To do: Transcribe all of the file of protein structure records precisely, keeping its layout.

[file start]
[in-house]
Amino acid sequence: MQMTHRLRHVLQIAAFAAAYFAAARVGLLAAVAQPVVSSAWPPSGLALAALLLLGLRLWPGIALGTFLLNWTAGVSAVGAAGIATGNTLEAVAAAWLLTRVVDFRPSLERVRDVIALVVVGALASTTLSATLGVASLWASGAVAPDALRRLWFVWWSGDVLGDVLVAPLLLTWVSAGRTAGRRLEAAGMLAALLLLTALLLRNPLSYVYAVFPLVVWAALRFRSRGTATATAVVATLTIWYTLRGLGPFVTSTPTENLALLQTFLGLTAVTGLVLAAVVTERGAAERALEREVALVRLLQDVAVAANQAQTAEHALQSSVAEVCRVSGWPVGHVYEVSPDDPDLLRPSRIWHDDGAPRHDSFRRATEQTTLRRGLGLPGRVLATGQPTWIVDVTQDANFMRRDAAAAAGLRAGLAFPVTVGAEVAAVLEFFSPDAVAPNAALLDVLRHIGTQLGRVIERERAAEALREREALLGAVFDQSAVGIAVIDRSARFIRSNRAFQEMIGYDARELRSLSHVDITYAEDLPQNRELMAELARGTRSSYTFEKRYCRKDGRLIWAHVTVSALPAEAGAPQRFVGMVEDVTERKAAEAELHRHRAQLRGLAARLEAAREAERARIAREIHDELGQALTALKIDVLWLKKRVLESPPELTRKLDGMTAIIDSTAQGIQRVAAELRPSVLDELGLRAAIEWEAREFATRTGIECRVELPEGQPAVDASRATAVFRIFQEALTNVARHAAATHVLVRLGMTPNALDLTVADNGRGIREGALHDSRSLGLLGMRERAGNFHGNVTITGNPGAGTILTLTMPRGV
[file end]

[in-house]
Amino acid sequence: MQMTHRLRHVLQIAAFAAAYFAAARVGLLAAVAQPVVSSAWPPSGLALAALLLLGLRLWPGIALGTFLLNWTAGVSAVGAAGIATGNTLEAVAAAWLLTRVVDFRPSLERVRDVIALVVVGALASTTLSATLGVASLWASGAVAPDALRRLWFVWWSGDVLGDVLVAPLLLTWVSAGRTAGRRLEAAGMLAALLLLTALLLRNPLSYVYAVFPLVVWAALRFRSRGTATATAVVATLTIWYTLRGLGPFVTSTPTENLALLQTFLGLTAVTGLVLAAVVTERGAAERALEREVALVRLLQDVAVAANQAQTAEHALQSSVAEVCRVSGWPVGHVYEVSPDDPDLLRPSRIWHDDGAPRHDSFRRATEQTTLRRGLGLPGRVLATGQPTWIVDVTQDANFMRRDAAAAAGLRAGLAFPVTVGAEVAAVLEFFSPDAVAPNAALLDVLRHIGTQLGRVIERERAAEALREREALLGAVFDQSAVGIAVIDRSARFIRSNRAFQEMIGYDARELRSLSHVDITYAEDLPQNRELMAELARGTRSSYTFEKRYCRKDGRLIWAHVTVSALPAEAGAPQRFVGMVEDVTERKAAEAELHRHRAQLRGLAARLEAAREAERARIAREIHDELGQALTALKIDVLWLKKRVLESPPELTRKLDGMTAIIDSTAQGIQRVAAELRPSVLDELGLRAAIEWEAREFATRTGIECRVELPEGQPAVDASRATAVFRIFQEALTNVARHAAATHVLVRLGMTPNALDLTVADNGRGIREGALHDSRSLGLLGMRERAGNFHGNVTITGNPGAGTILTLTMPRGV